I’m not sure anyone thinks that being an elder could produce “sordid gain.” It’s not like they are paid. Having said that, sometimes people do seek church leadership positions for less than pure reasons. Some may seek visibility in the community or for what was already addressed, exercising authority over others. This phrase commends eagerness – elders should be enthused about serving, but for the right reasons, not selfish ones.
5. Nor yet as lording it over those allotted to your charge, but proving to be examples to the flock (v. 3)
If it was not yet clear what biblical leadership looked like, this description makes it clear that elders are to be servant leaders who strive to model their lives and actions after Christ. Elders are not perfect (including pastors); but our goal should be consistent Christ-like character and behavior, including repentance and reconciliation when we do fall short.
I commend our elders to you as well-chosen, gifted, and called by God. We are blessed by the leadership God has provided at Good Shepherd.
What Do Deacons Do? (Acts 6:1-6)
Now, what do deacons do? I would invite you to turn to Acts 6:1-6. We haven’t always had deacons. We added the deacons’ ministry about six years ago for similar reasons to those found in this Acts passage. We also modeled our deacons’ ministry after this passage.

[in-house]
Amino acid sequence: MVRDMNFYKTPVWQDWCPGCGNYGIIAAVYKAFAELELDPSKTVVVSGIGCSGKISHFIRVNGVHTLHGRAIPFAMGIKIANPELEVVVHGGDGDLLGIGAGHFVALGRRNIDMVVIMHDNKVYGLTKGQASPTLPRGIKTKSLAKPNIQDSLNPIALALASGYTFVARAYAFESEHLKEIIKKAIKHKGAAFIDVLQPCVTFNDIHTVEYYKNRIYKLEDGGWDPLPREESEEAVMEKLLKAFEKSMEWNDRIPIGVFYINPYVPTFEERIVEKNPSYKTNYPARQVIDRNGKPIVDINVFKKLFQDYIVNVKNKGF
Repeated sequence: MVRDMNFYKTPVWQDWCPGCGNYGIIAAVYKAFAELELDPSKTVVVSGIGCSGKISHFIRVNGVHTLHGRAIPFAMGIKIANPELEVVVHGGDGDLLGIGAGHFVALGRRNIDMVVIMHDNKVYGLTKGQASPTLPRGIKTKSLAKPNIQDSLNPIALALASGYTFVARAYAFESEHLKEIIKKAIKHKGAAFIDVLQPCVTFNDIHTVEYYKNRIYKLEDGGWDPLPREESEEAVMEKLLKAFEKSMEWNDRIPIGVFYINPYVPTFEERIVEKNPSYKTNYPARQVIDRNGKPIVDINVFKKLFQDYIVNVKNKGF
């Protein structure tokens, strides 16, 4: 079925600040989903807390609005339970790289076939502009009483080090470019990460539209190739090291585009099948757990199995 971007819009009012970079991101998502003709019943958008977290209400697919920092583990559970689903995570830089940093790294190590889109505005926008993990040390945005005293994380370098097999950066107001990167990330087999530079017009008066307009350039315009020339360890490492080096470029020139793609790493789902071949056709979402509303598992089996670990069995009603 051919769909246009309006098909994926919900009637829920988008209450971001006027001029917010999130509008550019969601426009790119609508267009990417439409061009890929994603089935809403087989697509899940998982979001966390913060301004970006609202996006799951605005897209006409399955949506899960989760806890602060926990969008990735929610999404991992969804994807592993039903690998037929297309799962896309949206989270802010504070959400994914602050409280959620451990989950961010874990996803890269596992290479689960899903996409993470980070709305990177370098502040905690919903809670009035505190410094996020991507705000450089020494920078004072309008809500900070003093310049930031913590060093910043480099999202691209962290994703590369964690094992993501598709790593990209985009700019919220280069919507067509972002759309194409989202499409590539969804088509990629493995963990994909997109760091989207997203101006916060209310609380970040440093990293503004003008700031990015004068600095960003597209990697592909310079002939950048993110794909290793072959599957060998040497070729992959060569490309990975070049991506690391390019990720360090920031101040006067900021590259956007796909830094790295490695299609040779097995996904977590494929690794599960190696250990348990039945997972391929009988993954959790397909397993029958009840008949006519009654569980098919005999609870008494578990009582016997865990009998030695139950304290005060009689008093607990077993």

Like there are for elders, there are passages listing the qualifications for deacons. What I want to look at with you this morning is a brief description of what deacons do.
In the Acts 6 passage, the twelve Apostles were becoming less and less able to keep up with the needs of the growing groups of Jesus-followers. And so, in order to not neglect the prayer and teaching ministries, they identified a group of people to serve those in physical and material need, particularly the widows among them. First acting as literal “table servers,” (the meaning of the word ‘deacon’), these deacons became those set apart for various ministries of mercy and compassion in the early church.
And so, at Good Shepherd, we have set apart men and women to serve our congregation and the neighbors around us in areas of visitation, crisis, material and physical need, and hospitality. Each member of the congregation should have their own deacon who communicates with you regularly, prays for, responds to, and communicates any needs to me or to our larger prayer ministry. They meet with folks inside and outside the church who are facing financial needs and can offer both immediate help and longer-term counseling and tools around budgeting, saving, and wise use of resources. They help coordinate our welcoming and hospitality ministries.
Like elders and pastors, our deacons are not perfect! They also get discouraged, lose jobs, have crises, and need prayer. But they are here to lead the way in caring for those in need in the name of Christ, and God has called together a pretty extraordinary group of men and women as deacons at Good Shepherd.